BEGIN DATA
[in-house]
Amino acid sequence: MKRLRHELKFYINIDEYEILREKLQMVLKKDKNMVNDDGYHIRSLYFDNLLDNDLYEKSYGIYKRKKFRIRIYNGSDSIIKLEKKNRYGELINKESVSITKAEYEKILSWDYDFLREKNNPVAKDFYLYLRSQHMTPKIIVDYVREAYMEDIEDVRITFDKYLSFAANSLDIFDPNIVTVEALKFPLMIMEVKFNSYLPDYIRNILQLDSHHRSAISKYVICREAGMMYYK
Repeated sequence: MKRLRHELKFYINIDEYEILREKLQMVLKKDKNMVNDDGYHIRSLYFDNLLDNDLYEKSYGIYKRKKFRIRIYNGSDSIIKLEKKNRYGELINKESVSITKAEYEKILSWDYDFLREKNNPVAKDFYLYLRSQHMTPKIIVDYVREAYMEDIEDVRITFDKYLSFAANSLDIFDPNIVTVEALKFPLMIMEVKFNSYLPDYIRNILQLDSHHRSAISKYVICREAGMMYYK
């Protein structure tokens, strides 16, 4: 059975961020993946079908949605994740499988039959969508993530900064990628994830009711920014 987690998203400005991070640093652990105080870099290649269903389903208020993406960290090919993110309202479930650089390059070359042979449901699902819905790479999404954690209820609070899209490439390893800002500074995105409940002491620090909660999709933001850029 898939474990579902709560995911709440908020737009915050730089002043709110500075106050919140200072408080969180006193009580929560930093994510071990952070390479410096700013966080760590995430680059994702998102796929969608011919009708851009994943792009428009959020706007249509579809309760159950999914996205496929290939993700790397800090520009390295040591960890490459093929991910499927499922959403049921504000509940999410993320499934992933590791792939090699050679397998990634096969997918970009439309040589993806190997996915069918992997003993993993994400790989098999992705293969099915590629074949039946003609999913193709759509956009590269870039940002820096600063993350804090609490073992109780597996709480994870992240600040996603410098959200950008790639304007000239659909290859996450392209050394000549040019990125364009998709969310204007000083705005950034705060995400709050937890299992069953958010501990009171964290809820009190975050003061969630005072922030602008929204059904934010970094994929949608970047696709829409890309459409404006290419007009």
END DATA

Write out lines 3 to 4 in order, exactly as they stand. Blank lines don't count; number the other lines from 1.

Repeated sequence: MKRLRHELKFYINIDEYEILREKLQMVLKKDKNMVNDDGYHIRSLYFDNLLDNDLYEKSYGIYKRKKFRIRIYNGSDSIIKLEKKNRYGELINKESVSITKAEYEKILSWDYDFLREKNNPVAKDFYLYLRSQHMTPKIIVDYVREAYMEDIEDVRITFDKYLSFAANSLDIFDPNIVTVEALKFPLMIMEVKFNSYLPDYIRNILQLDSHHRSAISKYVICREAGMMYYK
């Protein structure tokens, strides 16, 4: 059975961020993946079908949605994740499988039959969508993530900064990628994830009711920014 987690998203400005991070640093652990105080870099290649269903389903208020993406960290090919993110309202479930650089390059070359042979449901699902819905790479999404954690209820609070899209490439390893800002500074995105409940002491620090909660999709933001850029 898939474990579902709560995911709440908020737009915050730089002043709110500075106050919140200072408080969180006193009580929560930093994510071990952070390479410096700013966080760590995430680059994702998102796929969608011919009708851009994943792009428009959020706007249509579809309760159950999914996205496929290939993700790397800090520009390295040591960890490459093929991910499927499922959403049921504000509940999410993320499934992933590791792939090699050679397998990634096969997918970009439309040589993806190997996915069918992997003993993993994400790989098999992705293969099915590629074949039946003609999913193709759509956009590269870039940002820096600063993350804090609490073992109780597996709480994870992240600040996603410098959200950008790639304007000239659909290859996450392209050394000549040019990125364009998709969310204007000083705005950034705060995400709050937890299992069953958010501990009171964290809820009190975050003061969630005072922030602008929204059904934010970094994929949608970047696709829409890309459409404006290419007009």